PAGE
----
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Broad Street is the longest straight street in America. At least that's what Philadelphians tell their children. That's what they told Bruce Buschel after he was born on Broad Street and his father died
on Broad Street and his mother worked at a nightclub on Broad Street.

Later, he went to college on Broad Street and sold cameras and bought drugs on Broad Street. He worked at the Inquirer on Broad Street and met his wife on Broad Street and then found out the street was neither the longest nor straightest street in the country.

But it is the sagging spine of his dear Philadelphia.

Buschel returned to Philadelphia to walk the 13 miles of bad road, from suburb to river, through the worst and best parts of town, through the slums and the gentrification, past the theaters and the sports arenas, right through City Hall. He intertwines his own history with the city's and discovers how everything stays the same even at is changes. He talks to an old Italian tailor who lives down the corner from a Chinese Mennonite pastor. He stops by the Jewish funeral home across the street from Bilal, the Muslim restaurateur. He finds livestock on Broad Street just a few steps from Joe Frazier's gym. And the newly dubbed "Gayborhood" is just a stone's throw from the home of the heartbreaking Eagles. A world-class ballet rehearses at the Rock School while outcast rockers practice at the Paul Green School. The gas station attendant on Broad Street may be a recent immigrant, but he has already adopted the brusque manners of a fourth-generation native. Naturally, William Penn oversees the whole gloriously insecure mess from his perch atop City Hall.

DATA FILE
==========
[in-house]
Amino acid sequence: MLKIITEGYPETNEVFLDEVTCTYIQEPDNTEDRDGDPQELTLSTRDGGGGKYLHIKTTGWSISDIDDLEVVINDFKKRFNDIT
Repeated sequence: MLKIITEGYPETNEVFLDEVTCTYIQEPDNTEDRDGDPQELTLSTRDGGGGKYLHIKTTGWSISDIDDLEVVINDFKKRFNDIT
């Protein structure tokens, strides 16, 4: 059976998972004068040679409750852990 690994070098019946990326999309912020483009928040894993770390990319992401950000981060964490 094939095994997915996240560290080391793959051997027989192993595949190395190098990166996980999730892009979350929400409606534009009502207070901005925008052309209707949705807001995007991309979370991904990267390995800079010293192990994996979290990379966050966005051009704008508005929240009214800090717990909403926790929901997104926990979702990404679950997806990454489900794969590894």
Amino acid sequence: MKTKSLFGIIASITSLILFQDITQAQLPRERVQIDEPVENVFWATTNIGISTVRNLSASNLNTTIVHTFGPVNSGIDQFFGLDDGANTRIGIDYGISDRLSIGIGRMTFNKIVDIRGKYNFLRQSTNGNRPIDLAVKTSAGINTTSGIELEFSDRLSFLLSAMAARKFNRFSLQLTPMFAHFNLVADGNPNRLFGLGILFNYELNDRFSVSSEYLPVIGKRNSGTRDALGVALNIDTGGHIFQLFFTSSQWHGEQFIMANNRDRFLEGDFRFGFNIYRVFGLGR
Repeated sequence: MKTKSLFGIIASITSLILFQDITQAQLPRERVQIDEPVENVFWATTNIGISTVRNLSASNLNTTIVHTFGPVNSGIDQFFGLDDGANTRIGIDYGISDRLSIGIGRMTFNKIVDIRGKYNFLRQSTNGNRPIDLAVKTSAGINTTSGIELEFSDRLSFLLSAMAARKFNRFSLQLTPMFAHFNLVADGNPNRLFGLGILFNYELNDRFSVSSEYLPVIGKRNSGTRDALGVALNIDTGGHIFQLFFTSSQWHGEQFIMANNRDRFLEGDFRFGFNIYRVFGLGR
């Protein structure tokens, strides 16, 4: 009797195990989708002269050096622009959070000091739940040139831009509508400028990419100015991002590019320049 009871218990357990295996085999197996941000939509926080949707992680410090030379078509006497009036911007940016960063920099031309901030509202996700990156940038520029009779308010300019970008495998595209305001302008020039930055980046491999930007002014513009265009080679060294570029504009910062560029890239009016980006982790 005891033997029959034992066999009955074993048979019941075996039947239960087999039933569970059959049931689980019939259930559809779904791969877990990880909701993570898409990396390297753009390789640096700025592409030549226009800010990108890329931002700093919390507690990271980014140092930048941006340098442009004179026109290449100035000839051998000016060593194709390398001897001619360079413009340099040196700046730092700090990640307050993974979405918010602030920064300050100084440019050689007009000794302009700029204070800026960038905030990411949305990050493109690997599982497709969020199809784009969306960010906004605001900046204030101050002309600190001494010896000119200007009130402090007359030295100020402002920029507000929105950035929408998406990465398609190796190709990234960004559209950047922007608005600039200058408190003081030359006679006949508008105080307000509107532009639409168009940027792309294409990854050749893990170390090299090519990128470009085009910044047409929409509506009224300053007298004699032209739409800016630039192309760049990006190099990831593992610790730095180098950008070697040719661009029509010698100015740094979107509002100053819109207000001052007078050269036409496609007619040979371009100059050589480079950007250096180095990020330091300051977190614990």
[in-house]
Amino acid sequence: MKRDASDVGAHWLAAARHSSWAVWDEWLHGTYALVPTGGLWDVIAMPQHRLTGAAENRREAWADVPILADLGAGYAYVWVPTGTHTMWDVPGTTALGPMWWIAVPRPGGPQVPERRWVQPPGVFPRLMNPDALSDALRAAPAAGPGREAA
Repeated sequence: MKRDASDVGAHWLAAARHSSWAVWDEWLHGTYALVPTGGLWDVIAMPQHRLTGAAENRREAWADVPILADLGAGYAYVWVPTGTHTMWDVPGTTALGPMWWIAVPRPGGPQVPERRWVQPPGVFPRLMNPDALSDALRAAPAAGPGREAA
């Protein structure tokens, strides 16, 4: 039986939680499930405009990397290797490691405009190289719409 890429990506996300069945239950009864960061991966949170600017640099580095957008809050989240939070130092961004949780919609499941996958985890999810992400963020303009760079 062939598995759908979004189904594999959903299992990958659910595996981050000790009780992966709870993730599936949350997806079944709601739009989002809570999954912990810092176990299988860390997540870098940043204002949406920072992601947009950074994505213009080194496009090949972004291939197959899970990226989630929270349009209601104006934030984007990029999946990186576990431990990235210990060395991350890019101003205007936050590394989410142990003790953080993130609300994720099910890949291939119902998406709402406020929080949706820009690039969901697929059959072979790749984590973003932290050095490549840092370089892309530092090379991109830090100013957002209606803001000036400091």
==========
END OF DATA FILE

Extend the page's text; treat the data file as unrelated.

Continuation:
Philadelphia is America's smallest big city or America's biggest small city and surely America's most American city. Wedged between the hustle of New York and the power of Washington, it suffers a series of complexes and insecurities. It used to the nation's capital, the industrial hub, the music headquarters. Then it fell into hard times that lasted a half century.

Then came 9/11, and Americans were magically drawn to Philly's authenticity and history. The city is in flux. Happily depressed locals are trying to adjust to Funkydelphia.

Buschel went home to find out what was happening on the street, the main street, Broad Street. It's exactly the same as it always was. And totally different.



Looking for the Heart
of Brotherly Love

By Bruce Buschel
Simon and Schuster


The author on Broad Street, 1972


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